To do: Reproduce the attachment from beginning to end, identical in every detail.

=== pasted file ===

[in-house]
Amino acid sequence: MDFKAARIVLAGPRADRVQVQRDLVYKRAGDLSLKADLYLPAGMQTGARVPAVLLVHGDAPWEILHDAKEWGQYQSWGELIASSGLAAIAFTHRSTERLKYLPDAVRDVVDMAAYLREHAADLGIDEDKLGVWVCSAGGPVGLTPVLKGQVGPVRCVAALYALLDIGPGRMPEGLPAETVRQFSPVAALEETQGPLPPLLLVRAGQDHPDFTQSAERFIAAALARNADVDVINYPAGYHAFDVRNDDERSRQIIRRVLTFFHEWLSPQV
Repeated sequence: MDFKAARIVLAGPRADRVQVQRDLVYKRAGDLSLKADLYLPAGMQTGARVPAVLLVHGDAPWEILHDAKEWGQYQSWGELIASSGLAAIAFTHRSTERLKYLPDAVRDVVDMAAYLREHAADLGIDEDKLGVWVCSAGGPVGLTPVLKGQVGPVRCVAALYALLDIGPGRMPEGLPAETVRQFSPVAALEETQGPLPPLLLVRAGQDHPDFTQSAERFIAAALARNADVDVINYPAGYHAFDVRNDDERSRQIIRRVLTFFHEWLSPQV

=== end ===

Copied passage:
[in-house]
Amino acid sequence: MDFKAARIVLAGPRADRVQVQRDLVYKRAGDLSLKADLYLPAGMQTGARVPAVLLVHGDAPWEILHDAKEWGQYQSWGELIASSGLAAIAFTHRSTERLKYLPDAVRDVVDMAAYLREHAADLGIDEDKLGVWVCSAGGPVGLTPVLKGQVGPVRCVAALYALLDIGPGRMPEGLPAETVRQFSPVAALEETQGPLPPLLLVRAGQDHPDFTQSAERFIAAALARNADVDVINYPAGYHAFDVRNDDERSRQIIRRVLTFFHEWLSPQV
Repeated sequence: MDFKAARIVLAGPRADRVQVQRDLVYKRAGDLSLKADLYLPAGMQTGARVPAVLLVHGDAPWEILHDAKEWGQYQSWGELIASSGLAAIAFTHRSTERLKYLPDAVRDVVDMAAYLREHAADLGIDEDKLGVWVCSAGGPVGLTPVLKGQVGPVRCVAALYALLDIGPGRMPEGLPAETVRQFSPVAALEETQGPLPPLLLVRAGQDHPDFTQSAERFIAAALARNADVDVINYPAGYHAFDVRNDDERSRQIIRRVLTFFHEWLSPQV